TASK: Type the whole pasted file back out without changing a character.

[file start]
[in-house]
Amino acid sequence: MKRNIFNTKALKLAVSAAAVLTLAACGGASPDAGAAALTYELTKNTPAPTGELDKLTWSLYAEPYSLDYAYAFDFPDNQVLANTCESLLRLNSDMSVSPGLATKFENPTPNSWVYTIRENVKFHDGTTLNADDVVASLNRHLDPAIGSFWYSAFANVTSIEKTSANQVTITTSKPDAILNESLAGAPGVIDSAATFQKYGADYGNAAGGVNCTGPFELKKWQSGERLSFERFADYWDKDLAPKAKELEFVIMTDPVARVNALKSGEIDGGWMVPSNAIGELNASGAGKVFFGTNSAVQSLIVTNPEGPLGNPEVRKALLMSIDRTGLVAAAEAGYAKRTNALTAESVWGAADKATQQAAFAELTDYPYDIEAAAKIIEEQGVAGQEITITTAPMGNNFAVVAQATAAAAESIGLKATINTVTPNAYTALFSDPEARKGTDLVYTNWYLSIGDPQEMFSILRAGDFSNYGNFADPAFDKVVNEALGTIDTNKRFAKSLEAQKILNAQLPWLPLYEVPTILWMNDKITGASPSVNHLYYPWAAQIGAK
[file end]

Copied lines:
[in-house]
Amino acid sequence: MKRNIFNTKALKLAVSAAAVLTLAACGGASPDAGAAALTYELTKNTPAPTGELDKLTWSLYAEPYSLDYAYAFDFPDNQVLANTCESLLRLNSDMSVSPGLATKFENPTPNSWVYTIRENVKFHDGTTLNADDVVASLNRHLDPAIGSFWYSAFANVTSIEKTSANQVTITTSKPDAILNESLAGAPGVIDSAATFQKYGADYGNAAGGVNCTGPFELKKWQSGERLSFERFADYWDKDLAPKAKELEFVIMTDPVARVNALKSGEIDGGWMVPSNAIGELNASGAGKVFFGTNSAVQSLIVTNPEGPLGNPEVRKALLMSIDRTGLVAAAEAGYAKRTNALTAESVWGAADKATQQAAFAELTDYPYDIEAAAKIIEEQGVAGQEITITTAPMGNNFAVVAQATAAAAESIGLKATINTVTPNAYTALFSDPEARKGTDLVYTNWYLSIGDPQEMFSILRAGDFSNYGNFADPAFDKVVNEALGTIDTNKRFAKSLEAQKILNAQLPWLPLYEVPTILWMNDKITGASPSVNHLYYPWAAQIGAK